For his training room, Chad picked an approximately 8-square-meter room in a cafe. He refurbished a front-facing wall with floor-to-ceiling mirror to check his facial expressions and gestures when giving a mock presentation. Aware that he would come under the scrutinizing stare of a large audience at the competition venue, he replaced the right wall with see-through glass. Not a word exchanged with observers, Chad focused on his training, feeling like “a goldfish at an aquarium,” he recalls.

“There was just a single window about 30 centimeters square on the left and back walls. Also, for lighting, I used incandescent lamps, which are often used in a science lab. The idea behind these is the same. I wanted to put myself under a lot more stress than at the competition venue to train my mind. It paid off because when the time came for me to step onto the stage, the venue looked spacious and the air felt fresh.”

These efforts paid dividends in 2017 when Chad won the world championship in his second appearance. As the next step, he decided to cultivate a namesake brand.

“First and foremost, I wanted to open a cafe and put together a team to pass on my coffee expertise and skills. Second, I wanted to create a place where people can see me when they want to and I can meet a lot of people, too. After all, even if I brew the world’s best coffee, it’s not worth a penny if there is no one to drink it.”


Living in imperfect world

It’s been around four years since Chad founded VWI in 2018 at 29 years old. In the years since, Chad has gone from barista to owner. Where he previously served each customer personally, now he manages his team and grooms store managers and baristas to follow in his footsteps. Recently, Chad has begun to see a new joy in life.

“I’ve been able to open up myself more thanks to frequent interactions with people. It’s become more fun to mingle with friends.”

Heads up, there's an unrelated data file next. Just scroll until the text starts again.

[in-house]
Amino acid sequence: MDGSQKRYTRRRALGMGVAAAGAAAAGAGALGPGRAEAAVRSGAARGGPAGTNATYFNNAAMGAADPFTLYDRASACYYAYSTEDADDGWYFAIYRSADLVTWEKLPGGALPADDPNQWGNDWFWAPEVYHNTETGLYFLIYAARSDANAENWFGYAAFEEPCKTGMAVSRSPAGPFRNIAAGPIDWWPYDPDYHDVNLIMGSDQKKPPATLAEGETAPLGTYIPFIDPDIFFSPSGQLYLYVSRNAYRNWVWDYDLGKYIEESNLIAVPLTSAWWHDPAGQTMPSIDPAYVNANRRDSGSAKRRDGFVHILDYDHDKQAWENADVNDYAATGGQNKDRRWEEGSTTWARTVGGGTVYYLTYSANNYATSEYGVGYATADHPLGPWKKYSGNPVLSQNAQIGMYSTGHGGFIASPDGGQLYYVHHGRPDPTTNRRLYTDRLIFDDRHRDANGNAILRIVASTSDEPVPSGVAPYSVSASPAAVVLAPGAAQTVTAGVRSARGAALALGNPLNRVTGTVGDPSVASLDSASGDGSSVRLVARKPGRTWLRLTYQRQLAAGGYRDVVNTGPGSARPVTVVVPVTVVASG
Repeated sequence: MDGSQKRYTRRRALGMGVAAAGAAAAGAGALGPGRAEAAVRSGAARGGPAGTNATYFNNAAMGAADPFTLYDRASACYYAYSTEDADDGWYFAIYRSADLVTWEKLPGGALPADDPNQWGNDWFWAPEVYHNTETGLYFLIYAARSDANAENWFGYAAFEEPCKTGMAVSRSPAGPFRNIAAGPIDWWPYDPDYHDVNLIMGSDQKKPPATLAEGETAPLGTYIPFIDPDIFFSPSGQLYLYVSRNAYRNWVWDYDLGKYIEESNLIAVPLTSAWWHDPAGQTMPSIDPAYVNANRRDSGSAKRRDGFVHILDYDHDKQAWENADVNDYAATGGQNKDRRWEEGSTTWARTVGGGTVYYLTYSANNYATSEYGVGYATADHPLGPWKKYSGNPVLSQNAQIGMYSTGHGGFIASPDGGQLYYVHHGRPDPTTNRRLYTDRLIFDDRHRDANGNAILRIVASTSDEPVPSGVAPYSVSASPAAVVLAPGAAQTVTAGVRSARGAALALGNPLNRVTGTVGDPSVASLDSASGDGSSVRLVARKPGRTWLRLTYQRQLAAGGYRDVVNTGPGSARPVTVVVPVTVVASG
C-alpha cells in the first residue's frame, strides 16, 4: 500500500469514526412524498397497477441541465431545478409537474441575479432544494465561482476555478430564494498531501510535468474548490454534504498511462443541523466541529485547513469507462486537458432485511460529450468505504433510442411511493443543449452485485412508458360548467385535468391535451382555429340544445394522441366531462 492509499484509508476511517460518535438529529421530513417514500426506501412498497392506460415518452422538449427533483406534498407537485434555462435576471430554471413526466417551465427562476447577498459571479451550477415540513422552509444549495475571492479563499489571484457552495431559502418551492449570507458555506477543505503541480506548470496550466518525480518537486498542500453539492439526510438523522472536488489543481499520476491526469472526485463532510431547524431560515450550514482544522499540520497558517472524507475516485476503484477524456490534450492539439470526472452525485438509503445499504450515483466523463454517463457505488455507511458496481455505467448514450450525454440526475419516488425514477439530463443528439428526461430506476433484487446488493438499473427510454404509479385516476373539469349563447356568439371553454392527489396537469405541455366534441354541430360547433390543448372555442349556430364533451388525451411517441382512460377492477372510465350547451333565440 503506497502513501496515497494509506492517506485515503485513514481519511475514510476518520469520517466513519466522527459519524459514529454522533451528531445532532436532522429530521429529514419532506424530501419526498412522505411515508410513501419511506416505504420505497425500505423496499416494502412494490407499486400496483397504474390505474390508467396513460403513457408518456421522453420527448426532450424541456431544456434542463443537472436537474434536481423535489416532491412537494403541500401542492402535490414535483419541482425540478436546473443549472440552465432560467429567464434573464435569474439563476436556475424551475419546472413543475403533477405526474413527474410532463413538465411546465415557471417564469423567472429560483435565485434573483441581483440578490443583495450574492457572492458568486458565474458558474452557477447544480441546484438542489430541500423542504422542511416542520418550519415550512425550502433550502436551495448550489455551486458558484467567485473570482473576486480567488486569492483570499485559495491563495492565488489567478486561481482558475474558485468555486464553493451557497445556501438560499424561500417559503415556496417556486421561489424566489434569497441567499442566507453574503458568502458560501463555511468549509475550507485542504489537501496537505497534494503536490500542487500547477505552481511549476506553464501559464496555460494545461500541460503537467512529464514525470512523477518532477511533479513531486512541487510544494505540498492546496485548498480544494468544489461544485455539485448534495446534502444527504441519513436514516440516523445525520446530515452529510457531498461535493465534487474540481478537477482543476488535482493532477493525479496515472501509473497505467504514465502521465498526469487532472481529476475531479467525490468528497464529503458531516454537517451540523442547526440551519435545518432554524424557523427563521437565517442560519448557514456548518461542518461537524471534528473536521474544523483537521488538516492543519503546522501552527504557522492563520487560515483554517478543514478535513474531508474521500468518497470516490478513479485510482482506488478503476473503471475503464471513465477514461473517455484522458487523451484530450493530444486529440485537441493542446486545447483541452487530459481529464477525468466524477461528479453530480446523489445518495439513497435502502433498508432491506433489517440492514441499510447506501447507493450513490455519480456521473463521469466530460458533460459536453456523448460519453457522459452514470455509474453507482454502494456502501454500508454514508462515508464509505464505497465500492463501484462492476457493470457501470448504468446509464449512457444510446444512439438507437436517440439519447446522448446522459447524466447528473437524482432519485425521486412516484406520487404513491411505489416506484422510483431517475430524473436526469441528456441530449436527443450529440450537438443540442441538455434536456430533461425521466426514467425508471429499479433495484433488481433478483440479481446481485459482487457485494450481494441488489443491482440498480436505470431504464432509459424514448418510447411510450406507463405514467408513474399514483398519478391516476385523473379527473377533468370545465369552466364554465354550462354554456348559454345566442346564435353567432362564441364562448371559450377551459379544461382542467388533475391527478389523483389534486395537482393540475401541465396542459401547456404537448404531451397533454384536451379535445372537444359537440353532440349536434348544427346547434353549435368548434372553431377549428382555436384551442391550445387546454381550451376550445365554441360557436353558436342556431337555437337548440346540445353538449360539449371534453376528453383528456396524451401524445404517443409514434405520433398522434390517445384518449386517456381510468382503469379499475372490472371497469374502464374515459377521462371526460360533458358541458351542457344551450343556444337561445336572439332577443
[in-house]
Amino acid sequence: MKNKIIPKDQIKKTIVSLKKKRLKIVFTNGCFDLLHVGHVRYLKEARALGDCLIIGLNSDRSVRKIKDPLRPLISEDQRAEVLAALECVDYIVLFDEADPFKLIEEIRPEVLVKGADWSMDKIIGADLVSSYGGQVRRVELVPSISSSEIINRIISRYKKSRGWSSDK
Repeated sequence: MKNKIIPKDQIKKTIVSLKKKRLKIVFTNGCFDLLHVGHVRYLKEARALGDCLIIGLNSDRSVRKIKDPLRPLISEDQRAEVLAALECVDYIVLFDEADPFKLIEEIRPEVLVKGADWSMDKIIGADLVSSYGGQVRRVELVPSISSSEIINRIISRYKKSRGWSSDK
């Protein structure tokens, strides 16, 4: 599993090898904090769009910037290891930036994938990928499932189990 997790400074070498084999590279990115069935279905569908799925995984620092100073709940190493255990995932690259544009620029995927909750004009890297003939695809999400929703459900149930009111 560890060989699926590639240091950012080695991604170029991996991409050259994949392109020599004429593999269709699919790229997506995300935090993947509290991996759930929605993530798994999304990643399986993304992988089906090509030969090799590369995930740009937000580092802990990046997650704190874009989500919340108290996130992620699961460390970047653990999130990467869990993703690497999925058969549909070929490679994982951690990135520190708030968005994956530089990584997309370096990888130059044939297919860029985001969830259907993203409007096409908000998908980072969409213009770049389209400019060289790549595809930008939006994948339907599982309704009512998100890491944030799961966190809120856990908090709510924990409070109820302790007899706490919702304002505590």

Still, his path wasn’t all that straightforward. Chad once believed that treating his staff with the same intense discipline he imposes on himself would be a shortcut to their growth, until that turned out to be counter-effective. His rigorousness took an emotional toll on a few members and ended up undermining their job performance.

“That prompted me to introduce the current system, where I have middle-managers in between me and frontline members as a cushion when giving instructions to the staff. Whatever I want to tell my staff goes through the managers. I go relatively hard on team managers at the headquarters and store chiefs who are responsible for training baristas. The change of structure has improved things. I try to be nice and cheerful when I go and talk with the staff at their shops.”

In 2021, Chad renamed his personal Facebook page from “Brewing With Style” to “Brewing With Heart.” The decision reflects a change in his way of thinking and feelings within.

“Humans can’t fully understand each other. Based on that assumption, I’ve been thinking about what needs to be done to better understand others. The answer my heart taught me is mutual respect. But who knows? I may come up with a new idea a few years down the line. Humans are complicated, after all.

Facing such reality, I always tell myself, ‘The world is not perfect or equal.’ That’s not some pessimistic excuse to stop trying, but a positive outlook to drive myself to grow. And seeing the world this way, I can easily forgive others and myself.”

Memories of the WBrC are still vivid in Chad’s mind. As he waited for his turn, he kept repeating a line to himself like a mantra: “I’ve done every training I needed to do to win. There is nothing more I can do. No one knows what will happen here. The only thing I can do is to put on my best performance today.”

“I tried to protect my mind by convincing myself that things can’t be perfect. Things can be seen from multiple angles, and everything has a lot of room for improvement, which is why I always remind myself of how important it is to stay curious forever and continue to confront things head-on.”

VWI taught Chad the joy of interacting with people. Enamoured with coffee, Chad probably sees VWI as a big research lab to unravel an intricate world. “Things are complicated. That’s why they are interesting.” Chad was enchanted by such depth of the world. He will continue on a never-ending journey, one that alternates between introspection and implementation.

Originally written in Japanese by Tatsuya Nakamichi
Photos by Ray Jiang @fade_aray


Humans are complicated animals. It can be difficult to stay happy every day. But it’s pure bliss when I drink an amazing coffee beyond my expectation, regardless of whether I brewed it or someone else did.